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Old 12-14-2016, 04:57 AM
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I'm sorry to hear she's uncomfortable. Did the vet take X-rays of her chest?
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Old 12-14-2016, 09:05 PM
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I'm sorry to hear she's uncomfortable. Did the vet take X-rays of her chest?
We have a follow up appointment tomorrow to get X Ray and full blood work. To answer your question no they did not do x-rays at the emergency because I have a wellness plan and I get three x-rays a year so I did not see the point in spending extra money at the time . I'm not feeling as anxious as I was last night, although I did totally breakdown at work today sobbing like a baby just due to stress of not knowing. However I really feel like she's getting better even though she is still struggling and she lays down . Could very well be something inside of her but I also feel like she gained so much weight in the last 60 days because she had surgery back in October and took a long time for her stitches to heal so I was not walking her as often and all she did was sleep all day. I just came back from an hour long walk and she had all the energy in the world she only dry heaved once since we got back . I made her promise that if all goes well at the vet we are going to seriously try and lose 10 pounds before spring . I feel like such a bad owner for letting her get so overweight but I'm hoping the good Lord gives me a second chance to make it up to her. Thank you so much for replying . Certainly keep you posted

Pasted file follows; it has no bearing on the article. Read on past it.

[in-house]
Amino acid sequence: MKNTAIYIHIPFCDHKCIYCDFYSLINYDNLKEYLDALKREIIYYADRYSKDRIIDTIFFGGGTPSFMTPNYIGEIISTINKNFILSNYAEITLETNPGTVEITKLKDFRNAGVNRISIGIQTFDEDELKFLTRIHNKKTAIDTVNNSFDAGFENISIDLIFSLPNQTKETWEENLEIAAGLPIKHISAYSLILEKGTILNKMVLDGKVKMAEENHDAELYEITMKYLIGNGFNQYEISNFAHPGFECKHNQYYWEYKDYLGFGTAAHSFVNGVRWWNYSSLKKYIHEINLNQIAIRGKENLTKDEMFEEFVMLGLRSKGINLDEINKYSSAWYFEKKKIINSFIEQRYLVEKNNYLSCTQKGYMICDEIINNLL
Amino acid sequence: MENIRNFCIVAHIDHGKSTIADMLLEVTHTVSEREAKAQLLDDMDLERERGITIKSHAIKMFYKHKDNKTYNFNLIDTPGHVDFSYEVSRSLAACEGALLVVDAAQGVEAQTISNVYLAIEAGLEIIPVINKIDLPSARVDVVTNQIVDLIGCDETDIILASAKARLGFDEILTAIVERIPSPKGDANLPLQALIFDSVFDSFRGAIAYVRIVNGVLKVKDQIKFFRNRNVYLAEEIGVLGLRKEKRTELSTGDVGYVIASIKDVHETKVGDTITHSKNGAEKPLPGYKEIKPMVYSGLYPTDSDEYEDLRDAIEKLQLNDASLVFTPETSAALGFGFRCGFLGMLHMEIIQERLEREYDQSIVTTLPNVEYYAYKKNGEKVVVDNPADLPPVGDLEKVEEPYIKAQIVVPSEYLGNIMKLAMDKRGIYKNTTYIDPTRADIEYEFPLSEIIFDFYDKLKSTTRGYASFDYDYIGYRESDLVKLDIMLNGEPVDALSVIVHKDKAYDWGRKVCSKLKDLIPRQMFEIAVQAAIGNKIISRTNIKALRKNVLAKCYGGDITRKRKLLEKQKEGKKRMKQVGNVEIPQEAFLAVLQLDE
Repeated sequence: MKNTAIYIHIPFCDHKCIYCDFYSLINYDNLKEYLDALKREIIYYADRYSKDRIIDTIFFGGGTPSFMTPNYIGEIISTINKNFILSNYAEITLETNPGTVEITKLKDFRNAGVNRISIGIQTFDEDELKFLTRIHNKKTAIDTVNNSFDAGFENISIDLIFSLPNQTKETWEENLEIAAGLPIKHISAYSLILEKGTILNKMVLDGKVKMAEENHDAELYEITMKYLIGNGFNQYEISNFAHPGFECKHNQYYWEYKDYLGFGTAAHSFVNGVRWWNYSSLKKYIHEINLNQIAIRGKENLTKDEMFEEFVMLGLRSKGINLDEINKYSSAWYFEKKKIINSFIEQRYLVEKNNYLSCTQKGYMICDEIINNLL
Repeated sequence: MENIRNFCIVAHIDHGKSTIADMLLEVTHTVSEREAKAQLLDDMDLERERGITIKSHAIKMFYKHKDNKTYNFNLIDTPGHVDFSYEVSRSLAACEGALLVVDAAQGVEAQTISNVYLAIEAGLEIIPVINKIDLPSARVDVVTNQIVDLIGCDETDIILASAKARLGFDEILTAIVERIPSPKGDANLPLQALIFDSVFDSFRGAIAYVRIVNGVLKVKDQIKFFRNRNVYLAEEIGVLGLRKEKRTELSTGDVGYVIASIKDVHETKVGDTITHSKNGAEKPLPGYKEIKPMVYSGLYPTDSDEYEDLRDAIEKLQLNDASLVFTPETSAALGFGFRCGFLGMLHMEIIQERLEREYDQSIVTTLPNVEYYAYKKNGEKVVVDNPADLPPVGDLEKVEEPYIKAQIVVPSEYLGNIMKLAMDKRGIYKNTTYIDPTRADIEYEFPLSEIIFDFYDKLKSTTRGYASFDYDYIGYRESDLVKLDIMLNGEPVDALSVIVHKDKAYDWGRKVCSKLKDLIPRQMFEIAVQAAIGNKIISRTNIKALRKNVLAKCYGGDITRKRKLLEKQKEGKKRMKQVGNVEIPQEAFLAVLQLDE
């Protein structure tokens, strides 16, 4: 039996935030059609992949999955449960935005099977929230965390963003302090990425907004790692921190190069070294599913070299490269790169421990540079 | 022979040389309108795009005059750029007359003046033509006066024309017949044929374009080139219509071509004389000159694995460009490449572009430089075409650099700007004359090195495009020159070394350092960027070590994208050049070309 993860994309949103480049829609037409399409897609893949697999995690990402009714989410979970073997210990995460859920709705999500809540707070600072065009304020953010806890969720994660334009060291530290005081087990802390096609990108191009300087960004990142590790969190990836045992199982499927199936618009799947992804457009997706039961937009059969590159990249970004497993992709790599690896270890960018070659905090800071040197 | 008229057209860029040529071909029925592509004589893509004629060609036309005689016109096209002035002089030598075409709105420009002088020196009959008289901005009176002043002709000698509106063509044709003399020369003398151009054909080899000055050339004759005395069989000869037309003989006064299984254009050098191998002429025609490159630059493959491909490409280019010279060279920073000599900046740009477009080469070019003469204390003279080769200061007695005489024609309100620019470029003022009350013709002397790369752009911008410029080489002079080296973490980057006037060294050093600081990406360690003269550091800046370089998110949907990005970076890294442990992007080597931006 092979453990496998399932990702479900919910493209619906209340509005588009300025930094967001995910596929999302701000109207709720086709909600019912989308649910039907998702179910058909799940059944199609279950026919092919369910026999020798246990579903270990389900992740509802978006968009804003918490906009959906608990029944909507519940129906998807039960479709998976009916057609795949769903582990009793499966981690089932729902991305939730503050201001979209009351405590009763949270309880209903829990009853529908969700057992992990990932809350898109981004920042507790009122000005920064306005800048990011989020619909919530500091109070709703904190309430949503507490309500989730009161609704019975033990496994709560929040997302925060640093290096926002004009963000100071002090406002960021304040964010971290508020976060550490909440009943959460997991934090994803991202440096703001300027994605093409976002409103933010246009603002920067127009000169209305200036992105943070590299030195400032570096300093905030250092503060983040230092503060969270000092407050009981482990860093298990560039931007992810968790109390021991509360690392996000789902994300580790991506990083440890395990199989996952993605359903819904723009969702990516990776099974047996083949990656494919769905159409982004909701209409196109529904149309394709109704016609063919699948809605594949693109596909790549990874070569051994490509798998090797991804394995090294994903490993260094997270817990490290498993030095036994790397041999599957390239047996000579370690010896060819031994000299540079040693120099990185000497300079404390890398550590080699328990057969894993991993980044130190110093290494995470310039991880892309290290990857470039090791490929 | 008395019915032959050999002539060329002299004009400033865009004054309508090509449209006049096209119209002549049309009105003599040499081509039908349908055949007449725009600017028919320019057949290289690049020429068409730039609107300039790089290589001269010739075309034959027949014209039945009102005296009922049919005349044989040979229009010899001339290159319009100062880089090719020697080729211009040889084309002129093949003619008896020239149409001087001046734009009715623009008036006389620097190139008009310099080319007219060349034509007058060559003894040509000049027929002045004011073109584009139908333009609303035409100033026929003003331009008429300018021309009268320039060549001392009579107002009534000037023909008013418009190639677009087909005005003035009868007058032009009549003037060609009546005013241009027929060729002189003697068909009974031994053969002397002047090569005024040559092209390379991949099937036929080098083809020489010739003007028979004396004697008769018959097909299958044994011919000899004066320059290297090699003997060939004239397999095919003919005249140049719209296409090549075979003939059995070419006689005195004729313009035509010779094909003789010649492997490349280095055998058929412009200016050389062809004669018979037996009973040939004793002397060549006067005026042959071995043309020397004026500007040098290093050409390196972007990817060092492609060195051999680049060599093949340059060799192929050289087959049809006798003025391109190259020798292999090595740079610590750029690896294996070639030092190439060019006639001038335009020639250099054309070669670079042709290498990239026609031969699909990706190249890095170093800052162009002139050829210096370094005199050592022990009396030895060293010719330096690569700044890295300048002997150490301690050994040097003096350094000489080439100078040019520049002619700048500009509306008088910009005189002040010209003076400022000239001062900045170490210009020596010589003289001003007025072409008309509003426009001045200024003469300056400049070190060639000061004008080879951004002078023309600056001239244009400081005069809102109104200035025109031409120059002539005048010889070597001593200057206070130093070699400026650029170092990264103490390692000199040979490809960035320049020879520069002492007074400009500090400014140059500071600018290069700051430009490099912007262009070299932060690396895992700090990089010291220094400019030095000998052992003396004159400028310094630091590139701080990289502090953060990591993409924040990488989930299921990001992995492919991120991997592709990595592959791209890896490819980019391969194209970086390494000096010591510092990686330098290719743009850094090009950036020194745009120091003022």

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Old 12-15-2016, 04:56 AM